© NASA/Dawn 2015

1 Ceres at opposition

Dominic Ford, Editor
From the Dwarf Planets feed

Please wait
Loading 0/4
Click and drag to rotate
Mouse wheel to zoom in/out
Touch with mouse to dismiss
Ashburn
The sky at

1 Ceres will be well placed for observation, in the constellation Cancer. It will be visible for much of the night, reaching its highest point in the sky at around midnight local time.

From Ashburn (click to change), it will be visible in the morning sky, becoming accessible at around 19:05, when it rises 22° above your eastern horizon. It will then reach its highest point in the sky at 00:41, 81° above your southern horizon. It will be lost to dawn twilight at around 06:10, 23° above your western horizon.

1 Ceres opposite the Sun

This optimal positioning occurs when 1 Ceres is almost directly opposite the Sun in the sky. Since the Sun reaches its greatest distance below the horizon at midnight, the point opposite to it is highest in the sky at the same time.

At around the same time that 1 Ceres passes opposition, it also makes its closest approach to the Earth – termed its perigee – making it appear at its brightest and largest.

This happens because when 1 Ceres lies opposite the Sun in the sky, the solar system is lined up so that 1 Ceres, the Earth and the Sun form a straight line with the Earth in the middle, on the same side of the Sun as 1 Ceres.

In practice, however, 1 Ceres orbits much further out in the solar system than the Earth – at an average distance from the Sun of 2.77 times that of the Earth, and so its angular size does not vary much as it cycles between opposition and solar conjunction.

On this occasion, 1 Ceres will lie at a distance of 1.60 AU, and its disk will measure 0.0 arcsec in diameter, shining at magnitude 6.8. Even at its closest approach to the Earth, however, it is not possible to distinguish it as more than a star-like point of light without the aid of a telescope.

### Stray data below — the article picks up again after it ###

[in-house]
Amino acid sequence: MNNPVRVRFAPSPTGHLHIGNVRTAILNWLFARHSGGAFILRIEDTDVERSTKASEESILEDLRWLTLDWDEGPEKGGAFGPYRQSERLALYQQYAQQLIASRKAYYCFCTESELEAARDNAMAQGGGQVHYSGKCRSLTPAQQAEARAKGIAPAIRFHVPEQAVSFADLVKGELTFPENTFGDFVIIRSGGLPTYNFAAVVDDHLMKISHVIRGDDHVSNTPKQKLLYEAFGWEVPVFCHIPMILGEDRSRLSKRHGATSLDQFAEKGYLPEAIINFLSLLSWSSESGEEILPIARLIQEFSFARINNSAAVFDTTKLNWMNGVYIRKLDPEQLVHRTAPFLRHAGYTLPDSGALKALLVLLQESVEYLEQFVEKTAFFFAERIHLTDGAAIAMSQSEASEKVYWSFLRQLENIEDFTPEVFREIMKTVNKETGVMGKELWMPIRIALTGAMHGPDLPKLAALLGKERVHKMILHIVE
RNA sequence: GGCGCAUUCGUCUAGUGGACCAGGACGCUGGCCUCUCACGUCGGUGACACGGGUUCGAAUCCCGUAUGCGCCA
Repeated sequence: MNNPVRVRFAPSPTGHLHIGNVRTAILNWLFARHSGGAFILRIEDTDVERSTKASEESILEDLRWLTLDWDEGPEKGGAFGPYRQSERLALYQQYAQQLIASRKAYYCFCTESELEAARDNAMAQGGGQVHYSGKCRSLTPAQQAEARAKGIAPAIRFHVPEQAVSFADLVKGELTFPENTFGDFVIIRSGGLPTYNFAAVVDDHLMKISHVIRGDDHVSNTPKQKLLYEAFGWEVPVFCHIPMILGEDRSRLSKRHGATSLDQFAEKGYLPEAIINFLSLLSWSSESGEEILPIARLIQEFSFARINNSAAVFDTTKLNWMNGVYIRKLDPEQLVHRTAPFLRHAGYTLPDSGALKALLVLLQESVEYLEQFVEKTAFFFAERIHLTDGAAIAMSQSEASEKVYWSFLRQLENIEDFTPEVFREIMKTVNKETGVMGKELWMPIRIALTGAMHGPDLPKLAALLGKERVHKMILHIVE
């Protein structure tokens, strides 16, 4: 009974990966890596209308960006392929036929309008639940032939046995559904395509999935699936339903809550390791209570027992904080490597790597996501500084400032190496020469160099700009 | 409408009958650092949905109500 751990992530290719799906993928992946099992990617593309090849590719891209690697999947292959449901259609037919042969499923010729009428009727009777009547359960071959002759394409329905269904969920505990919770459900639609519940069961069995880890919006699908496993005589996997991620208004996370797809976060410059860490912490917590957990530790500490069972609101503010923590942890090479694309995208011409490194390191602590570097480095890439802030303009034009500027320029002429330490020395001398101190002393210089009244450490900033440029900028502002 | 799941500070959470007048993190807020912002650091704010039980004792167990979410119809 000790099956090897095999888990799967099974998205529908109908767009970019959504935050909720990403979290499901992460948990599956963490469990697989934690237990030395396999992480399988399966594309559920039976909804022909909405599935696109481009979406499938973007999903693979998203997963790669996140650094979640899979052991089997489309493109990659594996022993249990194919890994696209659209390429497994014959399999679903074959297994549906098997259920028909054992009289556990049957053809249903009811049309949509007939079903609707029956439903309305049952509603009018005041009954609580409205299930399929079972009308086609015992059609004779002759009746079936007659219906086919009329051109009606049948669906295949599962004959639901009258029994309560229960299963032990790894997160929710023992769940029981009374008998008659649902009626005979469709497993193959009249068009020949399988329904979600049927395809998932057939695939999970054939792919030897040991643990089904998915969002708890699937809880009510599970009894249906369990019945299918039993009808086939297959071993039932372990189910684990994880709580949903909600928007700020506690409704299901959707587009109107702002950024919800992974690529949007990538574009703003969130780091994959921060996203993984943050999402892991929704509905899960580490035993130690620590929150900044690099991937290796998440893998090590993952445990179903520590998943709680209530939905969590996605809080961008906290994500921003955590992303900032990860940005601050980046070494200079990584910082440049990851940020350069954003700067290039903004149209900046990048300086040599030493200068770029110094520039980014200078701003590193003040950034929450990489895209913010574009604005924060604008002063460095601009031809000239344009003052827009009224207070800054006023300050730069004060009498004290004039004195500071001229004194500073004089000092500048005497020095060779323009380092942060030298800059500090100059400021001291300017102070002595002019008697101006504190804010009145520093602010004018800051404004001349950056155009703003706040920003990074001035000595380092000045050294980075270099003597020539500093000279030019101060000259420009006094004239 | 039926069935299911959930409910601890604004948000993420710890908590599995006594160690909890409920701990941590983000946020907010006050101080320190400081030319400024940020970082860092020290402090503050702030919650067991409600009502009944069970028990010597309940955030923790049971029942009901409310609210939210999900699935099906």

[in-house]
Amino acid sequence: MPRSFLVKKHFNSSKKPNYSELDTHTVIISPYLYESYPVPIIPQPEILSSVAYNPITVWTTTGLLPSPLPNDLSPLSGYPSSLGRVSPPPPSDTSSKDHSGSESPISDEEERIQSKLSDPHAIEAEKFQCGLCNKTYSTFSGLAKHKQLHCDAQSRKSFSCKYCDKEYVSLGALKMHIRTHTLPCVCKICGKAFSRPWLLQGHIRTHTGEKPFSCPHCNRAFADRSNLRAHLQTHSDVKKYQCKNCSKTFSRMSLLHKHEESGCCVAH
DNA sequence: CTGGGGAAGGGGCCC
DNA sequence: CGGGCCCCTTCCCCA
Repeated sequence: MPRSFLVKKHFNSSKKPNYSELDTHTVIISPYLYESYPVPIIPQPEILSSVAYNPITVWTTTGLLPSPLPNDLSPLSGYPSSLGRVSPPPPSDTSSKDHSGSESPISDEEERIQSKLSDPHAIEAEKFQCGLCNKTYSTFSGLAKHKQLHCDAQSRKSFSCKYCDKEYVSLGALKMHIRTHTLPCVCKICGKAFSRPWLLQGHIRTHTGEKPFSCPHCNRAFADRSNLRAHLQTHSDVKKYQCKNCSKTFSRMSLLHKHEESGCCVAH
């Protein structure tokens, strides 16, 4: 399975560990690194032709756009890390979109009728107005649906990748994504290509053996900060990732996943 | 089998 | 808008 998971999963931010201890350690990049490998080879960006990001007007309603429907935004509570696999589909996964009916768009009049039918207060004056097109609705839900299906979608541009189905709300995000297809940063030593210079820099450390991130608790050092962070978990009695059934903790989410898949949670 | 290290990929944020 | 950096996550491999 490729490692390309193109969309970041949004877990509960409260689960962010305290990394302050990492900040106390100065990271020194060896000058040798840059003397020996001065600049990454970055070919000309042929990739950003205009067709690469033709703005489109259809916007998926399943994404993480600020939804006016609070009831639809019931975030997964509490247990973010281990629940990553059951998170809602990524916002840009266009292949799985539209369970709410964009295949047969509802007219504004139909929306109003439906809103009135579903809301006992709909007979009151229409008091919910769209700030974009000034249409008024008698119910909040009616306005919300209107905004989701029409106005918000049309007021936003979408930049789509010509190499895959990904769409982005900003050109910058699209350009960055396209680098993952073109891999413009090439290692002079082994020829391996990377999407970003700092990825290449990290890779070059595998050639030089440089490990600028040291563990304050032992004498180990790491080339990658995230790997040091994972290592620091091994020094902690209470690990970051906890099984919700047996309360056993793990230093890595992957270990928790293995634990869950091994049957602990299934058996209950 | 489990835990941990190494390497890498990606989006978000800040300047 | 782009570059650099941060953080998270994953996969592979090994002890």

1 Ceres in coming weeks

Over the weeks following its opposition, 1 Ceres will reach its highest point in the sky four minutes earlier each night, gradually receding from the pre-dawn morning sky while remaining visible in the evening sky for a few months.

A chart of the path of 1 Ceres across the sky in 2018 can be found here, and a chart of its rising and setting times here.

The position of 1 Ceres at the moment it passes opposition will be:

Object Right Ascension Declination Constellation Magnitude Angular Size
1 Ceres 09h12m40s +30°09' Cancer 6.8 0.0"

The coordinates above are given in J2000.0.

The sky on 31 January 2018
Sunrise
07:16
Sunset
17:28
Twilight ends
19:00
Twilight begins
05:44

14-day old moon
Waning Gibbous

99%

14 days old

Planets
Rise Culm. Set
Mercury 06:49 11:36 16:24
Venus 07:40 12:45 17:50
Moon 18:07 00:01 07:06
Mars 02:36 07:30 12:25
Jupiter 01:36 06:42 11:48
Saturn 05:01 09:46 14:31
All times shown in EST.

Source

The circumstances of this event were computed using the DE405 planetary ephemeris published by the Jet Propulsion Laboratory (JPL).

This event was automatically generated by searching the ephemeris for planetary alignments which are of interest to amateur astronomers, and the text above was generated based on an estimate of your location.

Related news

31 Jan 2018, 11:28 EST  –  1 Ceres at opposition
22 Apr 2018, 09:39 EDT  –  1 Ceres at perihelion
28 May 2019, 21:27 EDT  –  1 Ceres at opposition
28 Aug 2020, 10:53 EDT  –  1 Ceres at opposition

Image credit

© NASA/Dawn 2015

Ashburn

Latitude:
Longitude:
Timezone:

39.04°N
77.49°W
EDT

Color scheme